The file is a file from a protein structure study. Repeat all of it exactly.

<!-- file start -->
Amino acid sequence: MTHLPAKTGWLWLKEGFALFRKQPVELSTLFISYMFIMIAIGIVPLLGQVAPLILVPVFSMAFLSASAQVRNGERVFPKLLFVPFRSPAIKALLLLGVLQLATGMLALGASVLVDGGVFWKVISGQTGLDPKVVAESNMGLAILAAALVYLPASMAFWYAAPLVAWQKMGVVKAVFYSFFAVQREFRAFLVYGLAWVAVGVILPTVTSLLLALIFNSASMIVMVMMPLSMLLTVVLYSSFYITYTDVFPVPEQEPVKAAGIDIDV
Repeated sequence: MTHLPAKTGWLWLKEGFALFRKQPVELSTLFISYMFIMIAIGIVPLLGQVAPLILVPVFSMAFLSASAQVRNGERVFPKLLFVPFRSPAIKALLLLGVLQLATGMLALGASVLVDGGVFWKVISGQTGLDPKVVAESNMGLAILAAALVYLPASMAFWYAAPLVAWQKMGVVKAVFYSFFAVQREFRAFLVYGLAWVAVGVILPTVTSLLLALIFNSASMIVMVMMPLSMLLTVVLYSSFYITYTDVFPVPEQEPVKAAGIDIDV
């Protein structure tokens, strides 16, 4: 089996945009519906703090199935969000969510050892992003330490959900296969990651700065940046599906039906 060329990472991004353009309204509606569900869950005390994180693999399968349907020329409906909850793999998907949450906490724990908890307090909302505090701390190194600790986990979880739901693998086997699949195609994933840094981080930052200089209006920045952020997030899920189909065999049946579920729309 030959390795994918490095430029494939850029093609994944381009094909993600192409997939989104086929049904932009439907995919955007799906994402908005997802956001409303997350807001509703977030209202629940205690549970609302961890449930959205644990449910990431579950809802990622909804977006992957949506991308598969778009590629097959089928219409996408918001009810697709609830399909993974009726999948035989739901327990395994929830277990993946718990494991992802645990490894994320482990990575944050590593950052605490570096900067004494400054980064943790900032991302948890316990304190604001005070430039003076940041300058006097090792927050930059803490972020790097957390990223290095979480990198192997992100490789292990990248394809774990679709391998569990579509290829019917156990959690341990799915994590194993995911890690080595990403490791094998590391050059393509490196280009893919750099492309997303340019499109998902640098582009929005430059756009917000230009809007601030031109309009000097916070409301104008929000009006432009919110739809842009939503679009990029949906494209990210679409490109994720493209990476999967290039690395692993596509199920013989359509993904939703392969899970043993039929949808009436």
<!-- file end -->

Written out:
Amino acid sequence: MTHLPAKTGWLWLKEGFALFRKQPVELSTLFISYMFIMIAIGIVPLLGQVAPLILVPVFSMAFLSASAQVRNGERVFPKLLFVPFRSPAIKALLLLGVLQLATGMLALGASVLVDGGVFWKVISGQTGLDPKVVAESNMGLAILAAALVYLPASMAFWYAAPLVAWQKMGVVKAVFYSFFAVQREFRAFLVYGLAWVAVGVILPTVTSLLLALIFNSASMIVMVMMPLSMLLTVVLYSSFYITYTDVFPVPEQEPVKAAGIDIDV
Repeated sequence: MTHLPAKTGWLWLKEGFALFRKQPVELSTLFISYMFIMIAIGIVPLLGQVAPLILVPVFSMAFLSASAQVRNGERVFPKLLFVPFRSPAIKALLLLGVLQLATGMLALGASVLVDGGVFWKVISGQTGLDPKVVAESNMGLAILAAALVYLPASMAFWYAAPLVAWQKMGVVKAVFYSFFAVQREFRAFLVYGLAWVAVGVILPTVTSLLLALIFNSASMIVMVMMPLSMLLTVVLYSSFYITYTDVFPVPEQEPVKAAGIDIDV
């Protein structure tokens, strides 16, 4: 089996945009519906703090199935969000969510050892992003330490959900296969990651700065940046599906039906 060329990472991004353009309204509606569900869950005390994180693999399968349907020329409906909850793999998907949450906490724990908890307090909302505090701390190194600790986990979880739901693998086997699949195609994933840094981080930052200089209006920045952020997030899920189909065999049946579920729309 030959390795994918490095430029494939850029093609994944381009094909993600192409997939989104086929049904932009439907995919955007799906994402908005997802956001409303997350807001509703977030209202629940205690549970609302961890449930959205644990449910990431579950809802990622909804977006992957949506991308598969778009590629097959089928219409996408918001009810697709609830399909993974009726999948035989739901327990395994929830277990993946718990494991992802645990490894994320482990990575944050590593950052605490570096900067004494400054980064943790900032991302948890316990304190604001005070430039003076940041300058006097090792927050930059803490972020790097957390990223290095979480990198192997992100490789292990990248394809774990679709391998569990579509290829019917156990959690341990799915994590194993995911890690080595990403490791094998590391050059393509490196280009893919750099492309997303340019499109998902640098582009929005430059756009917000230009809007601030031109309009000097916070409301104008929000009006432009919110739809842009939503679009990029949906494209990210679409490109994720493209990476999967290039690395692993596509199920013989359509993904939703392969899970043993039929949808009436």